A 4,500-year-old port on the banks of River Nile, brimming with the glory of a prosperous civilisation in a bygone era, has been discovered near the Giza pyramids.
Archaeologists have retrieved the remains of a massive city and adjoining towns from the time of Pharaoh Menkaure when the last of pyramids were being built, LiveScience has reported.
The one-of-a-kind site has a harbour, barracks for troops or voyagers, and silo complexes for storing grain, all suggesting the existence of a vibrant city.
The remains of a host of ancient structures ranging from mansions, palaces and places of worship were also found, apart from a magnificent monument dedicated to Queen Khentkawes, possibly a daughter of Menkaure.
"Giza was the central port then for three generations", Mark Lehner, director of Ancient Egypt Research Associates, told a symposium organised by the Society for the Study of Egyptian Antiquities, the Post reported.
The new findings have also led to significant new interpretations of sites already recovered.
What archaeologists had assumed to be the dwellings of pyramid slaves have turned out to be plush accommodations for royal soldiers and sailors, according to the researcher.
In the long buildings called "galleries", Lehner's team found charcoal remains from expensive wood, especially cedar, from Levant.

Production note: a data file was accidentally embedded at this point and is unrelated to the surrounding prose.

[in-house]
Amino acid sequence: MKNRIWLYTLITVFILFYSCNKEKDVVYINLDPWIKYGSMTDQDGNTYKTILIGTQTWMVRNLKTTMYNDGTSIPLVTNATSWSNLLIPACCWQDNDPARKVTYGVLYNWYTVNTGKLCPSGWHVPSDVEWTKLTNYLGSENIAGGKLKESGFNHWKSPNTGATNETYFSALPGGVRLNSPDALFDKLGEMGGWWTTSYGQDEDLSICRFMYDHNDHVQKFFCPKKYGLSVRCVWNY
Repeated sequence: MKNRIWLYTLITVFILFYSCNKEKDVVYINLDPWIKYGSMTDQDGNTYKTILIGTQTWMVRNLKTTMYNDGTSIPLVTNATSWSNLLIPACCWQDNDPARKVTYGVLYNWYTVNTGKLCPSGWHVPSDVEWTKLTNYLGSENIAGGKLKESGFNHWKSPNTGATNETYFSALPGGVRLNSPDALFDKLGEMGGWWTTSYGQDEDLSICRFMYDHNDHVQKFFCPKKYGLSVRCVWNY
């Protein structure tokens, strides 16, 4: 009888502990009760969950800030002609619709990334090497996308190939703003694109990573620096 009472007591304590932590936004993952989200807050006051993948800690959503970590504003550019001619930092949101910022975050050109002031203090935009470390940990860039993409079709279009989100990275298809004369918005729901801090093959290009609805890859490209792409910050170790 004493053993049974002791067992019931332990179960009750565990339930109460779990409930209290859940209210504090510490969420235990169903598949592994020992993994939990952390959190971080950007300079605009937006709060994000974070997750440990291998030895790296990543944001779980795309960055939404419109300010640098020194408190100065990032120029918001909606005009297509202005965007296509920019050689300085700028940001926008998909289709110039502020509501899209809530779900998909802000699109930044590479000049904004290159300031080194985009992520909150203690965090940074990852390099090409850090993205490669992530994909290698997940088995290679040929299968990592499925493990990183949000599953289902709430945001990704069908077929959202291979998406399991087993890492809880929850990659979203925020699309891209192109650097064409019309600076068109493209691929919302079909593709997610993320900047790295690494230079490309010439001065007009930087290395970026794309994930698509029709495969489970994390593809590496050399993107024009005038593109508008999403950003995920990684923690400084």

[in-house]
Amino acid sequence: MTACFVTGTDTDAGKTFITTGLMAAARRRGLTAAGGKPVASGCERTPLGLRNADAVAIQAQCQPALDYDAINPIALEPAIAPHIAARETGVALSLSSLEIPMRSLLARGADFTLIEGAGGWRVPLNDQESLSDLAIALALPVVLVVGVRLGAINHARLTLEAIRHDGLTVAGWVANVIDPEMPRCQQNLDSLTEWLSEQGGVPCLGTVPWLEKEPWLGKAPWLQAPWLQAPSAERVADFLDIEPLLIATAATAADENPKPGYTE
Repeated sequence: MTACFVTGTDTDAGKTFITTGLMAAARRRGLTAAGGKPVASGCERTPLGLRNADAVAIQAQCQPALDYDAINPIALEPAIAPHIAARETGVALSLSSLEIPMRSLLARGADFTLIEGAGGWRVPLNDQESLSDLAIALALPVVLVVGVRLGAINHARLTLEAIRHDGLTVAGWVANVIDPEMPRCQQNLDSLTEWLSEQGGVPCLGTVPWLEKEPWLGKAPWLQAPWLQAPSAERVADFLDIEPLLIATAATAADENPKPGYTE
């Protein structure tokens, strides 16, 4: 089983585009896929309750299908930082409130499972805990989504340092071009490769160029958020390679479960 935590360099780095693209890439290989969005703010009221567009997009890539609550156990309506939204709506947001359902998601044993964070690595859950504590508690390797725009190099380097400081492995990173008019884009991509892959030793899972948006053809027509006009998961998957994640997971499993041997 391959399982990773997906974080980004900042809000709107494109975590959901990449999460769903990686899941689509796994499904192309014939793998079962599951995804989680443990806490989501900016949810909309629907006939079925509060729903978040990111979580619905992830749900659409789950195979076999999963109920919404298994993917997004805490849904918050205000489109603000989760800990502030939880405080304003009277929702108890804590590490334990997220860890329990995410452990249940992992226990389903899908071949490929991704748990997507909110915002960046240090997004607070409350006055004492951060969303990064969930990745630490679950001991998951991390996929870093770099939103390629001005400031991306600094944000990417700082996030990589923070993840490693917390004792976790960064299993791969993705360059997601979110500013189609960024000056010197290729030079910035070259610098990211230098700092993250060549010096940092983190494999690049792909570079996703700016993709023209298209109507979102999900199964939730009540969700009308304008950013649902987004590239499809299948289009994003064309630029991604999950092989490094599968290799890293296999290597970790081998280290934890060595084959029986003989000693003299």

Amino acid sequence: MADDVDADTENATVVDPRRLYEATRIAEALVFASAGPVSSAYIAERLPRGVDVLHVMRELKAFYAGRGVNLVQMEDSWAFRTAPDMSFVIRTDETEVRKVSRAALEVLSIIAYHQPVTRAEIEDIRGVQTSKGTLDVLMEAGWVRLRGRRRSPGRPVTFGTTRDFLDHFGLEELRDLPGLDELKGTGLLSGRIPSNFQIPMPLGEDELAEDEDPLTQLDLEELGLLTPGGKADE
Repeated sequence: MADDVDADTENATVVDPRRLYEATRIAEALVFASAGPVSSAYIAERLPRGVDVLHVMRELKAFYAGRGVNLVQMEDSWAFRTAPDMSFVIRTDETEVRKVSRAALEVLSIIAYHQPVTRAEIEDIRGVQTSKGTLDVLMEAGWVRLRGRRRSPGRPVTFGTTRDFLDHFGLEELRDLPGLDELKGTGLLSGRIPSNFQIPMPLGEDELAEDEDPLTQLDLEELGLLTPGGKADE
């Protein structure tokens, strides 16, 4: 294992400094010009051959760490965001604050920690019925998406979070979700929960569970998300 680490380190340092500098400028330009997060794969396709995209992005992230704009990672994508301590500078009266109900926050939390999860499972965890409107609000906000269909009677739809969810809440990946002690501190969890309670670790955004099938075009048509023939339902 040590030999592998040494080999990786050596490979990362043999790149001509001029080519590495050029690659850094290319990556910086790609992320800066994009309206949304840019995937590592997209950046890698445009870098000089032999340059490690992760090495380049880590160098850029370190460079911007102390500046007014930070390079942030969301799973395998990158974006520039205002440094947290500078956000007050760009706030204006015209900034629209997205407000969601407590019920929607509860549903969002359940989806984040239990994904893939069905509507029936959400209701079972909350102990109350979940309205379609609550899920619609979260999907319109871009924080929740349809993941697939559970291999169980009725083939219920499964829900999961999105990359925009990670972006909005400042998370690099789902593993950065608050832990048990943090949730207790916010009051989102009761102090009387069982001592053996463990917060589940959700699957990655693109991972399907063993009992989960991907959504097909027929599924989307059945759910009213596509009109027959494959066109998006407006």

"What was all this cedar from the Levant doing in a common workers barracks?" Lehner asked.
He also pointed out that these troops were pictorially represented in the tombs of highly placed officials. "You have representations of these gangs, these troops, repeated over and over again."
The spacious galleries were structured to shelter about 40 people, which is about the size of a unit of troops, Lehner reasoned.
"I wonder if we are basically seeing barracks not of the workers, but of elite crews of ships," he said.
Other evidence from the galleries also suggests that the barracks were made for troops and crew, and not slave labourers of the pyramids.
Researchers found a broken hippo hip from the galleries in 2012, which is more likely to be found in the dwellings of troops.
"The young troops go out and they harpoon them and spear them," Lehner told the audience at the symposium.
The spearing of hippo was a ritual of the time, in which a captured and bound hippo was harpooned to death.
The occupants of the barracks ate a lot of goat, sheep and and fish, including bony and catfish, said Richard Redding, chief research officer at Ancient Egypt Research Associates, at a separate symposium.
However, if the barracks are indeed the dwellings of troops, then where did the pyramid builders stay?
The answer may lie in the pyramids themselves, says the researcher.
"We could probably be correct imagining workers staying on the immense ramps, on the unfinished pyramid as it rose," Lehner told LiveScience in an email, suggesting they could also have been living in simple dwellings akin to "lean-to's".